It shouldn’t take 90 messages to talk Mr Straw’s wet rambling down.

    1. The 0.7 percent growth was achieved by borrowing £152bn. Impressive eh?

    2. The single biggest way of putting money in people’s pockets – or not taking it out – is keeping mortgage interest rates down. If we borrowed more, rates would go up and billions of otherwise disposable income would be sucked uselessly into the bank’s coffers.

    Any Plan B cannot risk a rates rise. So there is no Plan B.

  • Nautical Nick

    What a spectacularly pathetic article. Devoid of any merit.

  • mikewaller

    I was about to put up a post suggesting the Chris Patten include the fairly recent suppression of the most active BBC messageboards by its senior management on his “must look into” list. However, having trawled through the numerous instances of childish invective below, I have changed my mind. Were I Master Straw or anybody else on the Left, I would be laughing my little cotton socks off if this is the best Spectator readers can produce.

    Regarding his piece, I am reminded of a remark an old trade union official used too make when he wished to seem affronted by some management offer: “At least Dick Turpin wore a mask”, his point being that at least Turpin knew what he was doing was disgraceful . Not so, it would seem, with the Ballsites.

    As the rather wonderful Frank Fields pointed out a week or so ago, throughout the entire post war era UK governments of all stripes bought our votes (and shame on us) by spending more cash than was coming in three years out of four. This resulted in the racking up of a huge debt in the form both of borrowed money and quite unsustainable future commitments. Two things have made this catastrophic situation even worse: (a) most other Western countries (our main trading partners) have shown the same grossly profligate tendencies; and, (b) we are in the midst of epoch-making changes in which the world’s economic centre of gravity is shifting irreversibly to countries that have only just become big players. They, of course, are not encumbered by huge debts.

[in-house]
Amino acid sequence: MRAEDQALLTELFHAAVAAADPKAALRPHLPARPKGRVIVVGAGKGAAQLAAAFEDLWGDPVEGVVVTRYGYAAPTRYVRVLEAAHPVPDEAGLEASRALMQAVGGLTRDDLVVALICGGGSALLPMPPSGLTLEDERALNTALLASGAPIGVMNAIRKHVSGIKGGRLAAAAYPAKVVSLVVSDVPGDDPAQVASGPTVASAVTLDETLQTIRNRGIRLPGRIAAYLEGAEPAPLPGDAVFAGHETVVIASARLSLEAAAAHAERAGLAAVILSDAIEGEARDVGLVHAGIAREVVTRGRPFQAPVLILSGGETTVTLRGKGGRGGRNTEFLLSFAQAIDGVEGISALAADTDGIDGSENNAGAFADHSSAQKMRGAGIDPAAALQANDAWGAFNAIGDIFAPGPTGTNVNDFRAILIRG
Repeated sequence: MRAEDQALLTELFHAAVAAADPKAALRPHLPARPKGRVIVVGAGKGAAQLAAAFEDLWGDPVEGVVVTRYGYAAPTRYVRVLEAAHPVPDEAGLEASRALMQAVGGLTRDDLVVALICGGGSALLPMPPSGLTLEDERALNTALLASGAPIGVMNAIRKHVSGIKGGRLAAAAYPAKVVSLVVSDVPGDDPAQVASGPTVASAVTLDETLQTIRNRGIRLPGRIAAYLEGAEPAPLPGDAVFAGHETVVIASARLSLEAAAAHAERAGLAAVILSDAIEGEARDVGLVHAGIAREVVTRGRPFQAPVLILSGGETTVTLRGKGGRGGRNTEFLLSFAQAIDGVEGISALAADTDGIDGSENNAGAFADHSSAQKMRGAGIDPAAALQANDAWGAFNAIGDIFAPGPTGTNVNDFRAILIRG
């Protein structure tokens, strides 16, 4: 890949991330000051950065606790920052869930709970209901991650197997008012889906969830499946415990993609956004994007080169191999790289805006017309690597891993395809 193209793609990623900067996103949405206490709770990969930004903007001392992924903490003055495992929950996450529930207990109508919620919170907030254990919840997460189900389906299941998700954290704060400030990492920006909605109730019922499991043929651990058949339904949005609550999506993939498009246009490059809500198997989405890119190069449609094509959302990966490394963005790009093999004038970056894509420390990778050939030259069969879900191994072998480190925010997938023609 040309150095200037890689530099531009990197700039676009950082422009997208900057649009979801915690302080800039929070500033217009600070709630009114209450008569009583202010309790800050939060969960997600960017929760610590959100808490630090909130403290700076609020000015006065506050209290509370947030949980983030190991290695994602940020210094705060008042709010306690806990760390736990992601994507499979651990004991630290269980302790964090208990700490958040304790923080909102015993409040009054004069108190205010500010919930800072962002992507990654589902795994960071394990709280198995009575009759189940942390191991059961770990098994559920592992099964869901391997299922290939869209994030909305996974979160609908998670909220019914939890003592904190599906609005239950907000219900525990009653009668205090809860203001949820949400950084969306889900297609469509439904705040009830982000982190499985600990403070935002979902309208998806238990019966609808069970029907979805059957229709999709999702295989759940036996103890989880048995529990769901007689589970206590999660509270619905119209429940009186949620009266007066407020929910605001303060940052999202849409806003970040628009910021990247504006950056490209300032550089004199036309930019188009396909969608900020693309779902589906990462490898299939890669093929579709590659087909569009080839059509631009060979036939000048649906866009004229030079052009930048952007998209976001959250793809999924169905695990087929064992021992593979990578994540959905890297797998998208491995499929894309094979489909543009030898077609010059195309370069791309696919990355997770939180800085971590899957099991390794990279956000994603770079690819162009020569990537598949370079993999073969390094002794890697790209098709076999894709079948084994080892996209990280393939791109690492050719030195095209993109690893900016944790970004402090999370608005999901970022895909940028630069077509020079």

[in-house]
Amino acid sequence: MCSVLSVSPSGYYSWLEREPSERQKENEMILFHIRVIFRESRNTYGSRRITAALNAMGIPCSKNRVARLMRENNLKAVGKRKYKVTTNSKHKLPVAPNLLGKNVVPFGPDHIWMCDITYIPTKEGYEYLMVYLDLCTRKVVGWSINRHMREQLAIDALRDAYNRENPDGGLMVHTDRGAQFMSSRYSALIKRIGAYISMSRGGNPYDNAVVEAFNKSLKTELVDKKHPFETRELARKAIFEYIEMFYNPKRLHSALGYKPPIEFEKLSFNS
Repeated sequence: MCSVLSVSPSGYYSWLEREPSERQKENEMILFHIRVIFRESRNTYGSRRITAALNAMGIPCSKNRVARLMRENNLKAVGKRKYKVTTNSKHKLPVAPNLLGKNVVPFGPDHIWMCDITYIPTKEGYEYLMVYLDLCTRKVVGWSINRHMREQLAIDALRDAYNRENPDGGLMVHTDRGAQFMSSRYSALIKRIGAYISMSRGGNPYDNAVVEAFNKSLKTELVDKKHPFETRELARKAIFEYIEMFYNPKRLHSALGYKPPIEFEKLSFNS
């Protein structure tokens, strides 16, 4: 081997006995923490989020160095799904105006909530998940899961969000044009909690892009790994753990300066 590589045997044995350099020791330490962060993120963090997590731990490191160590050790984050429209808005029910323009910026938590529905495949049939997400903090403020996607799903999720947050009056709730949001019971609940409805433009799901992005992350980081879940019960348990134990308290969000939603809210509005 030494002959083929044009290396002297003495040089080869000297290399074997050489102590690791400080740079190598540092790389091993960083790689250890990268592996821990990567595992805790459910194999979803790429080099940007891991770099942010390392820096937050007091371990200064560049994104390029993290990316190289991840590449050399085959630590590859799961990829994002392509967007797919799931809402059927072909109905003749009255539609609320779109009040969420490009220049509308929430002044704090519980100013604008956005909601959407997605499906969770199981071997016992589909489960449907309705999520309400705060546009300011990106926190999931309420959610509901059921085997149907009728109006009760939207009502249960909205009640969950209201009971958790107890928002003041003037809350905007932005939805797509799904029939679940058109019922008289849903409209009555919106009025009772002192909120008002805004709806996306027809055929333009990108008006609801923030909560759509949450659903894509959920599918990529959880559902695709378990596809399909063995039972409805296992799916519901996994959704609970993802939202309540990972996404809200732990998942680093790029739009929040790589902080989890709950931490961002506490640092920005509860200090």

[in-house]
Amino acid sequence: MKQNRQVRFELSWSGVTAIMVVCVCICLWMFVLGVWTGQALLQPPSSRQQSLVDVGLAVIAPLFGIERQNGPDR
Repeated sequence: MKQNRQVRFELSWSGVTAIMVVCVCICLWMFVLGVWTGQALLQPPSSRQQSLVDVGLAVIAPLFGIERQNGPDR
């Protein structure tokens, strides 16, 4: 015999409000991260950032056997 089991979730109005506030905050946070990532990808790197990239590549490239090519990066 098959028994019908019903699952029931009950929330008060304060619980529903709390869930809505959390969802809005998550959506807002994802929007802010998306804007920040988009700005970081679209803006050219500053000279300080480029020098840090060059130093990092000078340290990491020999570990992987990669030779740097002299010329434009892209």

As a result, there is only one hope if were are to cling onto anything like our present standard of living: the great preponderance of our citizens have somehow to up their game. And what does the the latest scion of the House of Straw propose we do in these circumstances? Why, borrow yet more money and cod the people into thinking that terrible mess they find themselves in all down to some very recent failure in 11 Downing Street. I wonder, as a better alternative, has he considered a career as a snake-oil salesman?